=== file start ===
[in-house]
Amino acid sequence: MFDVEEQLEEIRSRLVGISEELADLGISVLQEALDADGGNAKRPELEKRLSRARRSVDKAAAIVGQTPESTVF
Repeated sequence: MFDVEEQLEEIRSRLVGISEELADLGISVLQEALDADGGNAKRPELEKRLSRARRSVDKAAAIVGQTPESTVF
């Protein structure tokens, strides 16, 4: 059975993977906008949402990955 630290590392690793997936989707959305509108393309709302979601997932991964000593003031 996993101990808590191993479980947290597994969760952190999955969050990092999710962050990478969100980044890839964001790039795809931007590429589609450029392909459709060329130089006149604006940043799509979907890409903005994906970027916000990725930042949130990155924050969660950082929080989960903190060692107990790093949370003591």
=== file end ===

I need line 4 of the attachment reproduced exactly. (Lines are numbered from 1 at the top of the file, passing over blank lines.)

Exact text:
């Protein structure tokens, strides 16, 4: 059975993977906008949402990955 630290590392690793997936989707959305509108393309709302979601997932991964000593003031 996993101990808590191993479980947290597994969760952190999955969050990092999710962050990478969100980044890839964001790039795809931007590429589609450029392909459709060329130089006149604006940043799509979907890409903005994906970027916000990725930042949130990155924050969660950082929080989960903190060692107990790093949370003591």